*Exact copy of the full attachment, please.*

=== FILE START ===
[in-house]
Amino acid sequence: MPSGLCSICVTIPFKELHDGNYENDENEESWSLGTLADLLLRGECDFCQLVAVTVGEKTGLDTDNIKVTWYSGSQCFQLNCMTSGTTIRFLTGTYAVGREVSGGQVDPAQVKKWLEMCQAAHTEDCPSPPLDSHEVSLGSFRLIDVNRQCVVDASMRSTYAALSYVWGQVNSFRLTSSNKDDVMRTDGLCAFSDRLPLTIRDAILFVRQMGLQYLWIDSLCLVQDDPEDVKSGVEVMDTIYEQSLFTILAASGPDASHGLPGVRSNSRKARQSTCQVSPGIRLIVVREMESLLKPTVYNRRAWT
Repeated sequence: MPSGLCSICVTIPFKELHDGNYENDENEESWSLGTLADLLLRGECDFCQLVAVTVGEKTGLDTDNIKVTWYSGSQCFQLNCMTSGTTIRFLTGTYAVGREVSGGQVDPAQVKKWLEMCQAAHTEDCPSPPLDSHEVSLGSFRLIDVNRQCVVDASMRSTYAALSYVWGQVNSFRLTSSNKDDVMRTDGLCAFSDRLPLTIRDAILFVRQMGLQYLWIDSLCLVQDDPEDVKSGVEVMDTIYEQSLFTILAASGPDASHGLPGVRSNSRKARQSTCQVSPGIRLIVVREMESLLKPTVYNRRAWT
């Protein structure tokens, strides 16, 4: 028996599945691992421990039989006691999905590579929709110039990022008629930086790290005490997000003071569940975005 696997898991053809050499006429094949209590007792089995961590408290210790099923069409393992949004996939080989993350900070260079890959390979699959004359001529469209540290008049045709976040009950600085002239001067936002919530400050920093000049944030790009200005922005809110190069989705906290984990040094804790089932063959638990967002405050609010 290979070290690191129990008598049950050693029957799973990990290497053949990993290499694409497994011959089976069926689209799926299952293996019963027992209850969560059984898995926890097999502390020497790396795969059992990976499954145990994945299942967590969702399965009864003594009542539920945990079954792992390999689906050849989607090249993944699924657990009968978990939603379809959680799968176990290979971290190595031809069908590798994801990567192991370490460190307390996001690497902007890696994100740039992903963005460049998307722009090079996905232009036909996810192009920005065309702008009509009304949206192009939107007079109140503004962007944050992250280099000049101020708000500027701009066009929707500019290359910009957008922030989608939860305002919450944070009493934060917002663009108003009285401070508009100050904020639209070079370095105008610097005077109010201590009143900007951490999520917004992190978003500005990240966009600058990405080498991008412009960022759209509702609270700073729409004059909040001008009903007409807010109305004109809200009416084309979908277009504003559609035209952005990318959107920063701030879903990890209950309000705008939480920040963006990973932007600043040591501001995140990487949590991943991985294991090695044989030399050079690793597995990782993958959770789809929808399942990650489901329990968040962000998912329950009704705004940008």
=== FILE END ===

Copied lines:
[in-house]
Amino acid sequence: MPSGLCSICVTIPFKELHDGNYENDENEESWSLGTLADLLLRGECDFCQLVAVTVGEKTGLDTDNIKVTWYSGSQCFQLNCMTSGTTIRFLTGTYAVGREVSGGQVDPAQVKKWLEMCQAAHTEDCPSPPLDSHEVSLGSFRLIDVNRQCVVDASMRSTYAALSYVWGQVNSFRLTSSNKDDVMRTDGLCAFSDRLPLTIRDAILFVRQMGLQYLWIDSLCLVQDDPEDVKSGVEVMDTIYEQSLFTILAASGPDASHGLPGVRSNSRKARQSTCQVSPGIRLIVVREMESLLKPTVYNRRAWT
Repeated sequence: MPSGLCSICVTIPFKELHDGNYENDENEESWSLGTLADLLLRGECDFCQLVAVTVGEKTGLDTDNIKVTWYSGSQCFQLNCMTSGTTIRFLTGTYAVGREVSGGQVDPAQVKKWLEMCQAAHTEDCPSPPLDSHEVSLGSFRLIDVNRQCVVDASMRSTYAALSYVWGQVNSFRLTSSNKDDVMRTDGLCAFSDRLPLTIRDAILFVRQMGLQYLWIDSLCLVQDDPEDVKSGVEVMDTIYEQSLFTILAASGPDASHGLPGVRSNSRKARQSTCQVSPGIRLIVVREMESLLKPTVYNRRAWT
């Protein structure tokens, strides 16, 4: 028996599945691992421990039989006691999905590579929709110039990022008629930086790290005490997000003071569940975005 696997898991053809050499006429094949209590007792089995961590408290210790099923069409393992949004996939080989993350900070260079890959390979699959004359001529469209540290008049045709976040009950600085002239001067936002919530400050920093000049944030790009200005922005809110190069989705906290984990040094804790089932063959638990967002405050609010 290979070290690191129990008598049950050693029957799973990990290497053949990993290499694409497994011959089976069926689209799926299952293996019963027992209850969560059984898995926890097999502390020497790396795969059992990976499954145990994945299942967590969702399965009864003594009542539920945990079954792992390999689906050849989607090249993944699924657990009968978990939603379809959680799968176990290979971290190595031809069908590798994801990567192991370490460190307390996001690497902007890696994100740039992903963005460049998307722009090079996905232009036909996810192009920005065309702008009509009304949206192009939107007079109140503004962007944050992250280099000049101020708000500027701009066009929707500019290359910009957008922030989608939860305002919450944070009493934060917002663009108003009285401070508009100050904020639209070079370095105008610097005077109010201590009143900007951490999520917004992190978003500005990240966009600058990405080498991008412009960022759209509702609270700073729409004059909040001008009903007409807010109305004109809200009416084309979908277009504003559609035209952005990318959107920063701030879903990890209950309000705008939480920040963006990973932007600043040591501001995140990487949590991943991985294991090695044989030399050079690793597995990782993958959770789809929808399942990650489901329990968040962000998912329950009704705004940008």